Impossible vs. Beyond: Battle for America’s meat alternative heats up
By Joe Loria
The food rivalry of the century.
In an article this week Forbes named plant-based meats as the food trend to watch in 2020. There’s no doubt about it, plant-based burgers and sausages are hitting the mainstream; with at least a dozen new product launches from quick-service and family-friendly restaurants this year—bringing sustainable, animal-friendly options to the four corners of the country.
The two companies leading the plant-based foods insurgency—the Bill Gates-backed Impossible Foods and the newly-floated Beyond Meat—currently stand alone in the side competition for America’s meat craving. And the battle is just getting started. Currently, the Impossible Burger is available at more than 10,000 US restaurants and Beyond Burgers are sold by at least 18 major restaurant chains across the country.
One of those chains is Denny’s, the family-friendly chain with more than 1,700 locations throughout the United States. “As a company we strive to evolve with the tastes and demands of our customers and we knew finding a plant-based option that met our incredibly high-quality standards and taste expectations was critical in staying at the top of our game” John Dillon, chief brand officer for Denny's recently communicated to us by email. “The new Beyond Burger at Denny's offers guests a great tasting burger, and we're delighted to launch it in Los Angeles, and will be preparing for the national rollout in 2020.”
Another is the Baja-style chain Taco Del Mar, which announced just last week that it will be rolling out its Beyond Beef Fiesty Crumbles nationwide after a successful test earlier this year. “Introducing a plant-based protein to our menu allows us to offer our meat-eating customers looking to reduce their meat intake an option that doesn’t sacrifice on taste, and also expands our vegetarian and vegan options” Chef Mike Gieseman, Director of Culinary and Innovation for REGO Restaurant Group, which owns Taco Del Mar, told us via press release.
As for the Impossible Burger, it is clear that its partnership with Burger King was a major moment for both companies. According to CNN, sales at Burger King restaurants rose 5% in the third quarter of 2019—the strongest growth since 2015. Burger King’s parent company attributed the success to its new Impossible Whopper, which has been rolled out to all 7,000-plus Burger King locations throughout the United States.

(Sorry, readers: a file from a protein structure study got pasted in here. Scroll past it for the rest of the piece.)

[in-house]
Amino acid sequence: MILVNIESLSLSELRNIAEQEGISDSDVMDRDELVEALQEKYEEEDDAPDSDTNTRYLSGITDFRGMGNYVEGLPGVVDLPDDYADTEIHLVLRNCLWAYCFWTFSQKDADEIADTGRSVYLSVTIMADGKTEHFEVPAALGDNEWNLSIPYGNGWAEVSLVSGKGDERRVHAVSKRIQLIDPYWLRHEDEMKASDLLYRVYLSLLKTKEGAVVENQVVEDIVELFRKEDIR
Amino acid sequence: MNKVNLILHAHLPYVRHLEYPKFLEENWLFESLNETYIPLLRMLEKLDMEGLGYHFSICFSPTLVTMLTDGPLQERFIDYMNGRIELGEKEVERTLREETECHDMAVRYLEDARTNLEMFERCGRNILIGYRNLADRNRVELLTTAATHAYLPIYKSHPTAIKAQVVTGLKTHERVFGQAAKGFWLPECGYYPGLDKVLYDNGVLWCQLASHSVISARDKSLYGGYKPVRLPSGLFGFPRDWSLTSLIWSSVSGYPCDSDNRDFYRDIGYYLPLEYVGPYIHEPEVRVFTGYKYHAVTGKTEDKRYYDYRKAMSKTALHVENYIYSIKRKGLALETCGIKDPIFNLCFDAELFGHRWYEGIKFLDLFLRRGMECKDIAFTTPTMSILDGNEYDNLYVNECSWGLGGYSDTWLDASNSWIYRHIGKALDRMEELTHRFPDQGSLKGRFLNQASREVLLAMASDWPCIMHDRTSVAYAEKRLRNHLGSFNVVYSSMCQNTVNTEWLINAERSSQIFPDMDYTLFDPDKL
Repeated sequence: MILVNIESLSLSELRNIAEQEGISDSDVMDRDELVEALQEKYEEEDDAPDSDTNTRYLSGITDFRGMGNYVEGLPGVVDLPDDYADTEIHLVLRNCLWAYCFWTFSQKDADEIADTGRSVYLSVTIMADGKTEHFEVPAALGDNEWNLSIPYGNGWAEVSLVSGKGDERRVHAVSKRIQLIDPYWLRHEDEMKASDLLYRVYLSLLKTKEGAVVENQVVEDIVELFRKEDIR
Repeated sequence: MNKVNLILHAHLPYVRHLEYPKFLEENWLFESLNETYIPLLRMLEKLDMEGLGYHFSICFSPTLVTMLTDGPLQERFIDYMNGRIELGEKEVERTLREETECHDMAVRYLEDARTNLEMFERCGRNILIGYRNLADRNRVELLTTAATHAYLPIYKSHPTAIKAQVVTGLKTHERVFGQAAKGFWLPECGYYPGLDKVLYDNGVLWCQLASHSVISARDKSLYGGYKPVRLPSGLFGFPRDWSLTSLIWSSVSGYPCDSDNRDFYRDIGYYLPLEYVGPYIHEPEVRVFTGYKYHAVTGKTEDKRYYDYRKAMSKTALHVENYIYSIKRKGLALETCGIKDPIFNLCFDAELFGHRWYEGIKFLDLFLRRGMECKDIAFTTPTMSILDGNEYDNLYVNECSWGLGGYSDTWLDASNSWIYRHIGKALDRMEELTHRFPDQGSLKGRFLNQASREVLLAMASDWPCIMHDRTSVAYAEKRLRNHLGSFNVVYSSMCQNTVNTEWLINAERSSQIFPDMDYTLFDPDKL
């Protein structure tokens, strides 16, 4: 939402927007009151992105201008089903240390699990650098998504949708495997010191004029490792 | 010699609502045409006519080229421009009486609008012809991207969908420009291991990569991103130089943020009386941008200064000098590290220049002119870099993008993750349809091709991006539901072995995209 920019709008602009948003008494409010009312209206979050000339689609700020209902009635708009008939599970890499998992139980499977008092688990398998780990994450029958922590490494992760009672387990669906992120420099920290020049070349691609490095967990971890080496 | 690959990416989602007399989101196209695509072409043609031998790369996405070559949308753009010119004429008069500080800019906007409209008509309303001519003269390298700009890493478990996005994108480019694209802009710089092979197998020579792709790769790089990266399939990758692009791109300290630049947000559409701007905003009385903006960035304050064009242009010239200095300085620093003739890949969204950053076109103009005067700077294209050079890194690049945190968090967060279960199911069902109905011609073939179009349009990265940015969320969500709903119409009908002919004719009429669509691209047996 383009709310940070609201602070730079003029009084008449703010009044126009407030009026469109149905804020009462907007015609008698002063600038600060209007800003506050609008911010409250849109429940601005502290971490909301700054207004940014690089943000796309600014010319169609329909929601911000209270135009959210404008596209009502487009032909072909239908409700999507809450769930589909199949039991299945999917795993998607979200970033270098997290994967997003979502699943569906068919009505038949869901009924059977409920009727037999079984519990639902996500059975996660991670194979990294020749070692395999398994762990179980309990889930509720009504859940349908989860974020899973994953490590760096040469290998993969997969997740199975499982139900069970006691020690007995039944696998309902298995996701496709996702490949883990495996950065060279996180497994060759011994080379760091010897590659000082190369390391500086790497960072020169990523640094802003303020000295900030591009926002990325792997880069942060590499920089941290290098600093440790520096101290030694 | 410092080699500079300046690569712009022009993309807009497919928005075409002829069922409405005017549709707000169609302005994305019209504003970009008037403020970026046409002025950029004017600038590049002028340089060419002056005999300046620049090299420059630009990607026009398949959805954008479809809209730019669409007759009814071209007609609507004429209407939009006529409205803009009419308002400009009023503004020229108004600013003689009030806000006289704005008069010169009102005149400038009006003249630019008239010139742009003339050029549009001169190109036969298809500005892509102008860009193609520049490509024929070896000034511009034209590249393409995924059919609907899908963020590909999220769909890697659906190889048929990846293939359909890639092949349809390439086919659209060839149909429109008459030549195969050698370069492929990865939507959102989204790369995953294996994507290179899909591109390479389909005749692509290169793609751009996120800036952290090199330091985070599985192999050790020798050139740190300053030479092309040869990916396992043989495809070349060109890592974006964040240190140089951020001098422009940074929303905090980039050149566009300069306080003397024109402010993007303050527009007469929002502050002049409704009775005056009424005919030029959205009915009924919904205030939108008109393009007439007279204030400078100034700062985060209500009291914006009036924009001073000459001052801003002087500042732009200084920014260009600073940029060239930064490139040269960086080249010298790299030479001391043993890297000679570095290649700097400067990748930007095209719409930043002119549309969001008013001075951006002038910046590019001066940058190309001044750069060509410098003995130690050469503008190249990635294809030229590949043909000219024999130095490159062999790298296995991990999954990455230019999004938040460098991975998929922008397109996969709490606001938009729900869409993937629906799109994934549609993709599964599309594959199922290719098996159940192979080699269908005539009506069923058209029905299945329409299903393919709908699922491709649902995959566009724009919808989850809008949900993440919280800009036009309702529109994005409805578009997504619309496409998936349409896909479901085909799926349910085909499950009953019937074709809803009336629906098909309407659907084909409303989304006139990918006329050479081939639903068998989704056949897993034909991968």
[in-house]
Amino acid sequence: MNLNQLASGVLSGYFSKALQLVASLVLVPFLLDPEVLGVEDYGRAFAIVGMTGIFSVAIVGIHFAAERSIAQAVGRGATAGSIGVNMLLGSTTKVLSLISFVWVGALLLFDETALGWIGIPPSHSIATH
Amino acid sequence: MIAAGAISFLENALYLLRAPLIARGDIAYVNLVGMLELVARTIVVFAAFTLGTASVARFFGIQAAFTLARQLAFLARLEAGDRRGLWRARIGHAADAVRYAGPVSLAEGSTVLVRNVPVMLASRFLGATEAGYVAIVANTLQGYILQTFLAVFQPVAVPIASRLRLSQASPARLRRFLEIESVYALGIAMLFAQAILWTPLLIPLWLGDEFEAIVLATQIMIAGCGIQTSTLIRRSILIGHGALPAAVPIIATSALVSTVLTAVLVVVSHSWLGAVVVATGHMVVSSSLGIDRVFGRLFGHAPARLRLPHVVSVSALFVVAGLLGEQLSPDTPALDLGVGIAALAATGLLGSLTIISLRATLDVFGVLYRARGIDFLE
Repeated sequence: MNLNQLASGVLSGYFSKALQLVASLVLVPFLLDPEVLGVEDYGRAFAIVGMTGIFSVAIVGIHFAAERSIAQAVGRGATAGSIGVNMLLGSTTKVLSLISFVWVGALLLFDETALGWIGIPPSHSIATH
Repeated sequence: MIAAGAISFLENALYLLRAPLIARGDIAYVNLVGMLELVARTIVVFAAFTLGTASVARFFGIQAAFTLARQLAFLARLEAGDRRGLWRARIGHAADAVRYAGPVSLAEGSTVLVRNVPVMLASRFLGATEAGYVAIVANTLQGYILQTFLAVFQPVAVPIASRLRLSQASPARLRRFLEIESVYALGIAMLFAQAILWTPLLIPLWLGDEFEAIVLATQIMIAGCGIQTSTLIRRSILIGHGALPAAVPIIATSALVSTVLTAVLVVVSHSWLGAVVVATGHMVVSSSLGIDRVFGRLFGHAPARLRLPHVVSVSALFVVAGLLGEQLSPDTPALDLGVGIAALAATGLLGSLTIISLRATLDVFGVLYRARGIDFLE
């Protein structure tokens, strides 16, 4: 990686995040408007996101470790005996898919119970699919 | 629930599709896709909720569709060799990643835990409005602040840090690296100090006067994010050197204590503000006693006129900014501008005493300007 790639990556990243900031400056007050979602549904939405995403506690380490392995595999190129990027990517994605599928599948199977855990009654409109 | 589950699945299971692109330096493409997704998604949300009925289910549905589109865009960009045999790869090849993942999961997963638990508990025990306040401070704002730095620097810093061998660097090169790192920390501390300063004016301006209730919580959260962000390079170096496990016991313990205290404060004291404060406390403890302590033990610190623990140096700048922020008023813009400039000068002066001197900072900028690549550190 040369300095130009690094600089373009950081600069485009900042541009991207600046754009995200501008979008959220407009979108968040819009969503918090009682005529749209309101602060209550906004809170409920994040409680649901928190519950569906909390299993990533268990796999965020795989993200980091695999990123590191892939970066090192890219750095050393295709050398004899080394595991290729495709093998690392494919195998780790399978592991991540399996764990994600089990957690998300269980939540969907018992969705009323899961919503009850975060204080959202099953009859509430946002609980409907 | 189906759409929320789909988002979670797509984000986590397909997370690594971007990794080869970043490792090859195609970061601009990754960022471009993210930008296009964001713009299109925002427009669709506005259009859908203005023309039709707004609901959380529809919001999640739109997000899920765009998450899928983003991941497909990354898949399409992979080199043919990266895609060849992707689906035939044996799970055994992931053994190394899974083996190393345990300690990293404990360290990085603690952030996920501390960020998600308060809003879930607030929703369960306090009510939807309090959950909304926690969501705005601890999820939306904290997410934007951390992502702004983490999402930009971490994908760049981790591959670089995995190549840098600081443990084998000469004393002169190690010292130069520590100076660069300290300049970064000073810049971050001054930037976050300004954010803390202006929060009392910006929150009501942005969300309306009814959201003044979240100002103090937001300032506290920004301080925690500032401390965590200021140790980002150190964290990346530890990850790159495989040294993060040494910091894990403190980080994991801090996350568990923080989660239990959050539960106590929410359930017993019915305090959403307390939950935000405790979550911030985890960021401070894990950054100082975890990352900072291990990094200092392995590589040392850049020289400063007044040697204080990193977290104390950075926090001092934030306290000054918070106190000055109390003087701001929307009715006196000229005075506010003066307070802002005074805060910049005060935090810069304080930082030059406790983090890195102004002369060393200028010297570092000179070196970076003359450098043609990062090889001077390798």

Driving this global shift towards plant-based eating is consumers becoming increasingly concerned about the planet, their health, and animal welfare. Sales of meat alternatives grew by 30% in 2018 and the global meat alternative market is expected to be worth a whopping $140 billion in just ten years.
With demand expected to continue to surge into next year, we are likely see the competition between Impossible and Beyond heat up even further.
Both companies are competing neck and neck to land on the menus of America’s favorite food chains. In addition to the ones already listed, Beyond Meat has won over TGI Friday’s, Dunkin’, Del Taco, Subway, Carl’s Jr. and more. Whereas you can find the Impossible Burger at White Castle, The Cheesecake Factory, Red Robin, and Hard Rock Cafés nationwide just to name a few.
While the Beyond Meat versus Impossible Foods matchup may remind many of the iconic Pepsi versus Coca Cola rivalry, the winner in this race will be the billions of animals suffering on factory farms. Treated more like cogs in a machine, than living, breathing, feeling animals, they endure short, miserable lives and are often crammed together in cages, crates or pens which prevents them from engaging in natural behavior.
We applaud all the restaurant chains investing in a healthy, sustainable and kinder future. And wish both Impossible Foods and Beyond Meat the very best because if we want to protect the planet, our health and animals, we need to ensure plant-based foods are widely available for consumer to enjoy.